by Michael S. Kaplan, published on 2007/11/08 10:16 -05:00, original URI: http://blogs.msdn.com/b/michkap/archive/2007/11/08/5976233.aspx
I got email from Mark Crispin1 via the Contact form several months back2 that said:
Hi Michael -
Larry Osterman pointed me at your blog some time ago. Great reading, even though you're way ahead of me in the i18n game.
In case you don't recognize my name, I'm responsible (to blame?) for IMAP.
I was wondering if you've heard anything since your last blog article about a reasonable multi-lingual fixed-width font (at least for those scripts which are reasonable to do with fixed-width!). Consolas falls short for me since it doesn't have CJK. I'm currently using MS Gothic 9-point which is fine for normal purposes (I can read Japanese). To be honest, I'd be happy with an expanded version of MS Gothic which had all the Han characters and hangul.
Oh well, a guy can dream, can't he? :-)
-- Mark --
Wow that was a hell of a mail -- when the people who so much larger than life read your blog, you feel good all week.
The funny part was that the mail did not have his name on it, but it had his e-mail address. But hell, I recognized the e-mail address. :-)
Plus I got to meet Mark at the 31st IUC, which was also very cool....
It's funny, the feedback from posts like The font width is broken? Well, fix it! and Where are the IE plain text fonts? and What would a 'Kartika Fixed' font for Malayalam DO, exactly? has been mixed.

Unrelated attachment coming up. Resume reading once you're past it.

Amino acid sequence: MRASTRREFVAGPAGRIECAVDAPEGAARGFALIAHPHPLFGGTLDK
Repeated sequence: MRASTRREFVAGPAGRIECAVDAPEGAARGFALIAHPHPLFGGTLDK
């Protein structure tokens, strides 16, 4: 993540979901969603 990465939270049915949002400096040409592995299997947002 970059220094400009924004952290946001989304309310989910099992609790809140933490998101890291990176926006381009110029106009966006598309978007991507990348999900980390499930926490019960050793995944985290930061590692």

Some people accept my definition of having the script fit within cells that line up while others feel that the "one character per cell" requirement if simply way too important to the core definition of a fixed width font.
But it is not that big of a stretch really, especially when one considers the arbitrary way that FULL WIDTH characters are given double width in CJK fonts (discussed previously in Fonts that are 'fixed-width' even if they do not claim to be).
How much harder is it to imagine that a complex script would also have things line up even if each character may not take up exactly one cell? :-)
But let's set that aside for a moment, along with my passive fantasies of a Comic Sans MS Fixed that no one thinks would be a very good idea to create....